PDA

View Full Version : CCD camera design problems


Doug Hanz
December 23rd 03, 08:53 PM
I designed and built my first CCD camera, using a TEC-cooled Hamamatsu
sensor and a TI/Burr-Brown CCD Signal Processor VSP3210. There are
three four-layer boards set in a U shape inside an aluminum box. The
timing comes from a PLD state machine and the whole camera is
connected via USB by way of a Cypress Easy USB controller. The
problem I am having is I get all this garbage noise in the digital
output. I can get an indication of light or dark but the noise is
overwhelming. The noise is usually just there when the sensor is
exposed to light. The thing doesn't behave at all like it should.
The timing looks like it should from the CCD and 3210 data sheets. I
did find out I needed to write the setup twice to the 3210 in order to
even get a signal through. I don't see the extreme noise on a digital
scope probling the CCD output, so I suspect I may not be sampling at
the correct places, it has a built-in double correlated sampler. All
the CCD voltages, both bias and clocking are correct. It is a cute
little camera and runs at -20C very steady, (I have a very good
cooling setup that is SO simple!) so I am anxious to get it working
and eventually build more cameras using different CCD's, including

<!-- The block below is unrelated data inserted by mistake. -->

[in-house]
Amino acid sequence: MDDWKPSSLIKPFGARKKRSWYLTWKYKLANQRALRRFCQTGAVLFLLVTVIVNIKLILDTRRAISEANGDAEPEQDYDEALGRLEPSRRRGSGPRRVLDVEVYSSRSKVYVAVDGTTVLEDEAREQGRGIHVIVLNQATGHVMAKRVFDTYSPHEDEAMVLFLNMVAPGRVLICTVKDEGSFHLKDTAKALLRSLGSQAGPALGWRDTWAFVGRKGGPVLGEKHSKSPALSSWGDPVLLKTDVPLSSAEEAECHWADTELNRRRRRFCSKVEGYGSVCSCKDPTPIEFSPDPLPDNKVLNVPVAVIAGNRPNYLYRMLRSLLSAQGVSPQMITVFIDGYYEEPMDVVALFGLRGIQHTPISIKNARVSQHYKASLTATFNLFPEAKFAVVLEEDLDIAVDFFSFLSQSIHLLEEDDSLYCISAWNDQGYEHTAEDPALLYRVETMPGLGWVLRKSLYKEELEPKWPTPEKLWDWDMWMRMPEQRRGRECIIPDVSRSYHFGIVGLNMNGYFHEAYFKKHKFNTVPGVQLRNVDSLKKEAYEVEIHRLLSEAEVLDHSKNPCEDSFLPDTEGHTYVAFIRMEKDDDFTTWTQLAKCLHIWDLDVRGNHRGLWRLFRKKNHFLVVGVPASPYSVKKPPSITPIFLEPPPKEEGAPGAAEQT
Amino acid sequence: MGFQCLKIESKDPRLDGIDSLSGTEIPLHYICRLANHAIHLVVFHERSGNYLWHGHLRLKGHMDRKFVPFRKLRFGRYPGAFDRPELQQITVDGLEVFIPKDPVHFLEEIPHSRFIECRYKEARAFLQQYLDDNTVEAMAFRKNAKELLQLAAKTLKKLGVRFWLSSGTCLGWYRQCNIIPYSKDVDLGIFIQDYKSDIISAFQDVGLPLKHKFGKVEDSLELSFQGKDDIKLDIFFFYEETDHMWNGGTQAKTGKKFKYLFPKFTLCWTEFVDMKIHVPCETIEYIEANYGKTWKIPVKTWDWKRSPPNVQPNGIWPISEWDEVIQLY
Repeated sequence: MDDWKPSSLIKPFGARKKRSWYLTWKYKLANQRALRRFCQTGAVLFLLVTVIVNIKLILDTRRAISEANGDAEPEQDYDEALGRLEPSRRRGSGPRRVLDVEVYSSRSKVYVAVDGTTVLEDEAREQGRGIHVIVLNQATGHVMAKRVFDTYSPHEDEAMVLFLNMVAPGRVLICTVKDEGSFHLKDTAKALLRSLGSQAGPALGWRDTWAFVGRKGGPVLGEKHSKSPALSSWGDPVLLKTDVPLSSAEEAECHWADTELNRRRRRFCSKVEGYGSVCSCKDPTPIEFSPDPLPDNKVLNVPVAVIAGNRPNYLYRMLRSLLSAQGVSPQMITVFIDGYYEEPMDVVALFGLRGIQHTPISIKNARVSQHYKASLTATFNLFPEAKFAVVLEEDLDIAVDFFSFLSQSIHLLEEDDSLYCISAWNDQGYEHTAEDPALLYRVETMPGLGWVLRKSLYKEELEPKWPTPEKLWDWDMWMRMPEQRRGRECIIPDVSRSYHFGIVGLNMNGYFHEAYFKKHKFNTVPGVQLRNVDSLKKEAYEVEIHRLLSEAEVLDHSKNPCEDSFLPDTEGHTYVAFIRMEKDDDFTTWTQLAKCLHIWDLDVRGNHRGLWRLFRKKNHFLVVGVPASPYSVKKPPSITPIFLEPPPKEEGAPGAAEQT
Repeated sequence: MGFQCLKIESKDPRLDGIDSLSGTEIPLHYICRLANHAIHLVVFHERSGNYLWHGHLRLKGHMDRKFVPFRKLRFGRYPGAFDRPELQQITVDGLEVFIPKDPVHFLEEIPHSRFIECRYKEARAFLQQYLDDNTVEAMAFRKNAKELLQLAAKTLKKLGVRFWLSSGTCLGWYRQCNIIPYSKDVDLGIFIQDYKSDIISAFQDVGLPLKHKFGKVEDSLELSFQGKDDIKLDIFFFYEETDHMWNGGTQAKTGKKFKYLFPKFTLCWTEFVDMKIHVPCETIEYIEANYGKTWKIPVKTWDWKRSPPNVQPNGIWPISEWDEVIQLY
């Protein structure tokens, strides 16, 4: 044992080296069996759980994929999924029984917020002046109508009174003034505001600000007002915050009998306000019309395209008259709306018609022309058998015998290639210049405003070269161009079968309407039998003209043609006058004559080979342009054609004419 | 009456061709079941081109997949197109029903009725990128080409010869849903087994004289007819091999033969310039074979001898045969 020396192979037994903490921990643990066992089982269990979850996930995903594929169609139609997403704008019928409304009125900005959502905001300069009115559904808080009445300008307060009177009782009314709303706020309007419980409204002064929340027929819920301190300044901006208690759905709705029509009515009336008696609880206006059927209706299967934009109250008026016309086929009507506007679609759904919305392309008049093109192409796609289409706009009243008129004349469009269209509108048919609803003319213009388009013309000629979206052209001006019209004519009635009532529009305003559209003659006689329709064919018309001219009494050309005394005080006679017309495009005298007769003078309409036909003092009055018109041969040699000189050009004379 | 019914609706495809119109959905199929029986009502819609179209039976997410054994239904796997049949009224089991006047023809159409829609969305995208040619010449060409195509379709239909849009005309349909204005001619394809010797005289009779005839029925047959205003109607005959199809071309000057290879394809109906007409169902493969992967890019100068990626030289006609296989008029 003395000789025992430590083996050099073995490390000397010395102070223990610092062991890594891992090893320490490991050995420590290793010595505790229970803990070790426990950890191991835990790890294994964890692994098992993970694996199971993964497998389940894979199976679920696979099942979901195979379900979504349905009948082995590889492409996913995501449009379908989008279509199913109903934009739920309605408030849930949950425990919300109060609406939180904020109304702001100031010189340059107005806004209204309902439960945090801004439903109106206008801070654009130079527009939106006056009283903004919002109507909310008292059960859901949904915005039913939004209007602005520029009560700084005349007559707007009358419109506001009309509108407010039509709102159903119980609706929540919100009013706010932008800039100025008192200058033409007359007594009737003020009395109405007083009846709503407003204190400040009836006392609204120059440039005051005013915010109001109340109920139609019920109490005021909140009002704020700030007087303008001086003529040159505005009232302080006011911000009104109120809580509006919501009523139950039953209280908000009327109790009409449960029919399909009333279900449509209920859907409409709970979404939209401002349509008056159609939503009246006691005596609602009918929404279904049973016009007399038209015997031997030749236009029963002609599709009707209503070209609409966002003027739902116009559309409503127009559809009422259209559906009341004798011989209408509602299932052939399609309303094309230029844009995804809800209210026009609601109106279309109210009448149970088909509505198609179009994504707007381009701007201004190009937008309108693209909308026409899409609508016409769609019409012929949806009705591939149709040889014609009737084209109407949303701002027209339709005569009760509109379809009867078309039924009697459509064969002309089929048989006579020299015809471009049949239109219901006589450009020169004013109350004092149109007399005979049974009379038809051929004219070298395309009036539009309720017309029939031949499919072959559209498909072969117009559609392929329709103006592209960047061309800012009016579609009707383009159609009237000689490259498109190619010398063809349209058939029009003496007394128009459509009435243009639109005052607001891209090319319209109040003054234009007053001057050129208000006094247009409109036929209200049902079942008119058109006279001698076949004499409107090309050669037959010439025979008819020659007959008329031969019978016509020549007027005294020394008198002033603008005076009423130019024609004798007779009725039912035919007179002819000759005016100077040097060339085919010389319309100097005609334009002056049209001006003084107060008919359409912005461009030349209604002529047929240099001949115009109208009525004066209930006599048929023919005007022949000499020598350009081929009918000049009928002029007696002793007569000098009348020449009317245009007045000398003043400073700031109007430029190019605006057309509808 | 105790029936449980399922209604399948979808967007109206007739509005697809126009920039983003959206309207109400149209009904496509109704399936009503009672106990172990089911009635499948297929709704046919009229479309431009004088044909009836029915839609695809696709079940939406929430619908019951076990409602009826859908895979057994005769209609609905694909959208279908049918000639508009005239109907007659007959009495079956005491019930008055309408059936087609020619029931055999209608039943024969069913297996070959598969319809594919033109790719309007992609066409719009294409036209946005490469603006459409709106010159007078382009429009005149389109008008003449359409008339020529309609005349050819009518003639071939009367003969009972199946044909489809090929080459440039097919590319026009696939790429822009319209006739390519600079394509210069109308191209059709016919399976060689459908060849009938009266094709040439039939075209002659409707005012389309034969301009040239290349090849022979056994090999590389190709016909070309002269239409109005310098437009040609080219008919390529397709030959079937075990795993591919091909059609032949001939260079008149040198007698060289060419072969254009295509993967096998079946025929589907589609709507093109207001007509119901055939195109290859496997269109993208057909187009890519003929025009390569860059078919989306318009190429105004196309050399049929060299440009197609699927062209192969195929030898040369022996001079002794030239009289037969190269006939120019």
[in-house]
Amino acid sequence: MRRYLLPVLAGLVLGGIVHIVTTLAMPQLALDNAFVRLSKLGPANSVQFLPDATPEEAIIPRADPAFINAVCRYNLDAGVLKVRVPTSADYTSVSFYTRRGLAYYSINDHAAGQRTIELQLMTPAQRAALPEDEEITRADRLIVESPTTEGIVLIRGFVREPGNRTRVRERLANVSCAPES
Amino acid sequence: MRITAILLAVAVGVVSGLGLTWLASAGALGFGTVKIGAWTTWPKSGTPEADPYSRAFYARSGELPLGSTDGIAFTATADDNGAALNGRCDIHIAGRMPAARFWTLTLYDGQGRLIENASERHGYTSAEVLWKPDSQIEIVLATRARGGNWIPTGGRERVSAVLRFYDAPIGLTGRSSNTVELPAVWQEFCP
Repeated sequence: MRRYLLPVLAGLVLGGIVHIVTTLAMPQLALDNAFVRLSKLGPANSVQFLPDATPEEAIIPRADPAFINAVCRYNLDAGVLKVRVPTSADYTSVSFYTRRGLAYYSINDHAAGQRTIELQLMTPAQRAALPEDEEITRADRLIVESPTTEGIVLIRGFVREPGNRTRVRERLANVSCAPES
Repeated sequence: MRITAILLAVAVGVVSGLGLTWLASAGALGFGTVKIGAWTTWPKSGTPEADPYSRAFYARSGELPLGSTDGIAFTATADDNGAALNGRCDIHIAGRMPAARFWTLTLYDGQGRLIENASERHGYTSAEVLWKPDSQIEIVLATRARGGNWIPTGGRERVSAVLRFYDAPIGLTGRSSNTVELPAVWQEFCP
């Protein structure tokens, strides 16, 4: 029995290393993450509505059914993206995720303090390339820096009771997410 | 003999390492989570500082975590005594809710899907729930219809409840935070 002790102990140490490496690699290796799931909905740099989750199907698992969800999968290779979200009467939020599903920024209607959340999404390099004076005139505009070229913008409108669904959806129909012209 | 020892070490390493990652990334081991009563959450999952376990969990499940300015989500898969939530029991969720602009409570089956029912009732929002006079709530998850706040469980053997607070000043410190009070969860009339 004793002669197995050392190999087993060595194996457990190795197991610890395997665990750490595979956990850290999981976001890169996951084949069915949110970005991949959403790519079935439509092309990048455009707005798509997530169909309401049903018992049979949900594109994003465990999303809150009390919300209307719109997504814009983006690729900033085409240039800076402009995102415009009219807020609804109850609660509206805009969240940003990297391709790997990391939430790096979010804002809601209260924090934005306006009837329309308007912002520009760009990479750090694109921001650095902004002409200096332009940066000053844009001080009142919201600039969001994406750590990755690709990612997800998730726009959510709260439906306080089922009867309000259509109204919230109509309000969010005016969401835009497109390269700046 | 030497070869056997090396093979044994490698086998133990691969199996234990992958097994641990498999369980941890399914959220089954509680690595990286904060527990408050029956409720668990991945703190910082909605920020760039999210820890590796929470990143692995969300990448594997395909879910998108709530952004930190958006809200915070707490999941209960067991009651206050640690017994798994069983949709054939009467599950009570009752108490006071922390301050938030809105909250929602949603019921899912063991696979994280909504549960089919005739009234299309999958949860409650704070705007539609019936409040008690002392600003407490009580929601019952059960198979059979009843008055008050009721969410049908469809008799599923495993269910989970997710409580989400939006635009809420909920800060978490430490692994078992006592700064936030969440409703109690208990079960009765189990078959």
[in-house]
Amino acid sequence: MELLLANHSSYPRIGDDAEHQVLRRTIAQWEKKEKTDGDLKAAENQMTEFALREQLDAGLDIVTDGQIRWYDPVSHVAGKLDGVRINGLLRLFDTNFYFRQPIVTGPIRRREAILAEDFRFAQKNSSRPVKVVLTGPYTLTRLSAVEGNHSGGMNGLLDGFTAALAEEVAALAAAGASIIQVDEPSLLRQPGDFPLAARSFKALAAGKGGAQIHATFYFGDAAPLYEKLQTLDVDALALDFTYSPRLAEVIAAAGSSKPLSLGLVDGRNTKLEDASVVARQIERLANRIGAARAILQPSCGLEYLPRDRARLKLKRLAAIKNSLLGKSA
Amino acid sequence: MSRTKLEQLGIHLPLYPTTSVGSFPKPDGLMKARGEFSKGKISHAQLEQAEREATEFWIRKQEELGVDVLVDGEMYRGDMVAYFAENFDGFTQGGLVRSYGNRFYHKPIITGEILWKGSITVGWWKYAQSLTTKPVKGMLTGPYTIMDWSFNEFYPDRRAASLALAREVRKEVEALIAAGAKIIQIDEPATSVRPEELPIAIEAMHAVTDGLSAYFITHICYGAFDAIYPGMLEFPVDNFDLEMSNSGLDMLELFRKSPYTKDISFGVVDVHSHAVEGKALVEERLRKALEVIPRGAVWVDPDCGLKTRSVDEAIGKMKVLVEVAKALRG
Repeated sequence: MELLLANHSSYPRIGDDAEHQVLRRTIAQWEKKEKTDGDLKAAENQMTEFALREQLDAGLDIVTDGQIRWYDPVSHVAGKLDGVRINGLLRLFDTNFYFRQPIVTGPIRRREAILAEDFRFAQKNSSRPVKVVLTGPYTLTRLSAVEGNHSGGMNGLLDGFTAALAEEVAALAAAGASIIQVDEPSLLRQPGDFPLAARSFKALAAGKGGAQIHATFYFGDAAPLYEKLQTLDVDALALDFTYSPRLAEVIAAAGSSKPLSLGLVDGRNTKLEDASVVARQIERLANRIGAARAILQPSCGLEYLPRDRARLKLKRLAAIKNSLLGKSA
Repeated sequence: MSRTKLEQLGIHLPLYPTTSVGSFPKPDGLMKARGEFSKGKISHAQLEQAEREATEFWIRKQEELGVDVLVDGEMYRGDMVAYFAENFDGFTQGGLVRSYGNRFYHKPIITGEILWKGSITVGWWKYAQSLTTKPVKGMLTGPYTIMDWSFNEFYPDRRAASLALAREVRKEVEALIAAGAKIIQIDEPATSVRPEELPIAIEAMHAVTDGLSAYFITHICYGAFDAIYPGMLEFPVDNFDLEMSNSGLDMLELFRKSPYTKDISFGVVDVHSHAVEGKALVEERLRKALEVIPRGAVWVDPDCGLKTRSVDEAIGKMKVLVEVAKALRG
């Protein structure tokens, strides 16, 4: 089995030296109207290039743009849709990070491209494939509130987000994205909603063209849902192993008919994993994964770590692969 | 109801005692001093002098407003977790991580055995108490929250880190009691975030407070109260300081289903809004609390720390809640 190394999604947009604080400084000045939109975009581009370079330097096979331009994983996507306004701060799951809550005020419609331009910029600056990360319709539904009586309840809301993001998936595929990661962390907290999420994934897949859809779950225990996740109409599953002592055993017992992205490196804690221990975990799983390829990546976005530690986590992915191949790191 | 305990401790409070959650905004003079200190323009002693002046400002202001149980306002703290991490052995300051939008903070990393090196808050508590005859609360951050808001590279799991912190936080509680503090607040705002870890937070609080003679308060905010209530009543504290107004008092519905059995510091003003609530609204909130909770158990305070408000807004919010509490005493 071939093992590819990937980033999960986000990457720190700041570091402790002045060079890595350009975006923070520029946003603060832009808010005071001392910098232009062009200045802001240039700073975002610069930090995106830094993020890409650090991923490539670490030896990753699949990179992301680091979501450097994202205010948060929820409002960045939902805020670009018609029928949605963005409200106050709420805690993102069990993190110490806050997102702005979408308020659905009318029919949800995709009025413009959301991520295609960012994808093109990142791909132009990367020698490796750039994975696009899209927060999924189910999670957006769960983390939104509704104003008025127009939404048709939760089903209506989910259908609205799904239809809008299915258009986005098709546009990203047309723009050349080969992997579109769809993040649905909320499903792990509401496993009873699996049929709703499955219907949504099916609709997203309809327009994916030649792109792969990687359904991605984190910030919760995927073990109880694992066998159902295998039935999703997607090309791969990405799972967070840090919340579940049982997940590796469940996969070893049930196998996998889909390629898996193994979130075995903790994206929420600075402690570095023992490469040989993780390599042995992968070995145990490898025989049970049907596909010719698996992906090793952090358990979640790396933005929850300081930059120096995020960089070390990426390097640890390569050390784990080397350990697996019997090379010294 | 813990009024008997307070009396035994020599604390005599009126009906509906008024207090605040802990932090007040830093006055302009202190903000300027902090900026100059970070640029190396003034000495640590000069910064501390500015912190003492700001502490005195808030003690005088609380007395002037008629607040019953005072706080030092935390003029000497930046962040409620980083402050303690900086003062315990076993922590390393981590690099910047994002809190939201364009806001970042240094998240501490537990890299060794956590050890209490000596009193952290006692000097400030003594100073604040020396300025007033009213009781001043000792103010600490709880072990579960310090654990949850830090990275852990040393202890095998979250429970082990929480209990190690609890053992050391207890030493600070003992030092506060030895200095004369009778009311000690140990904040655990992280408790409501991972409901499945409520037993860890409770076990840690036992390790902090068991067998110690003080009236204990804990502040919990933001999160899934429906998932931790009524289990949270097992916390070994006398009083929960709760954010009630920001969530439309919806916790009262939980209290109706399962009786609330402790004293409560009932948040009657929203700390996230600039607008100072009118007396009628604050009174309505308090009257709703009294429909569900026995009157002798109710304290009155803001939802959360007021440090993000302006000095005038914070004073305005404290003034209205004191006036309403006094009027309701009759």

back-thinned ones. Any help would be appreciated. I have access to a
four-channel digital scope and an 8-channel logic analyzer. Not a lot
of other test equipment here, on a budget!

Thanks,

Doug Hanz

Pierre Cloutier
December 24th 03, 03:34 AM
Hi:

You need to verify your propagation delays. Clock drivers like the EL7202
introduce a 30 ns delay.

On the digital side you must make sure you respect the datasheets RD/WR
timings for your signals.

You may also have EMI related problem due to large loop areas for the return
signals. Check your three PCB design for problematic signal return paths.

You may continue this discussion offlist with me.


Pierre Cloutier




In article >,
says...
>
>I designed and built my first CCD camera, using a TEC-cooled Hamamatsu
>sensor and a TI/Burr-Brown CCD Signal Processor VSP3210. There are
>three four-layer boards set in a U shape inside an aluminum box. The
>timing comes from a PLD state machine and the whole camera is
>connected via USB by way of a Cypress Easy USB controller. The
>problem I am having is I get all this garbage noise in the digital
>output. I can get an indication of light or dark but the noise is
>overwhelming. The noise is usually just there when the sensor is
>exposed to light. The thing doesn't behave at all like it should.
>The timing looks like it should from the CCD and 3210 data sheets. I
>did find out I needed to write the setup twice to the 3210 in order to
>even get a signal through. I don't see the extreme noise on a digital
>scope probling the CCD output, so I suspect I may not be sampling at
>the correct places, it has a built-in double correlated sampler. All
>the CCD voltages, both bias and clocking are correct. It is a cute
>little camera and runs at -20C very steady, (I have a very good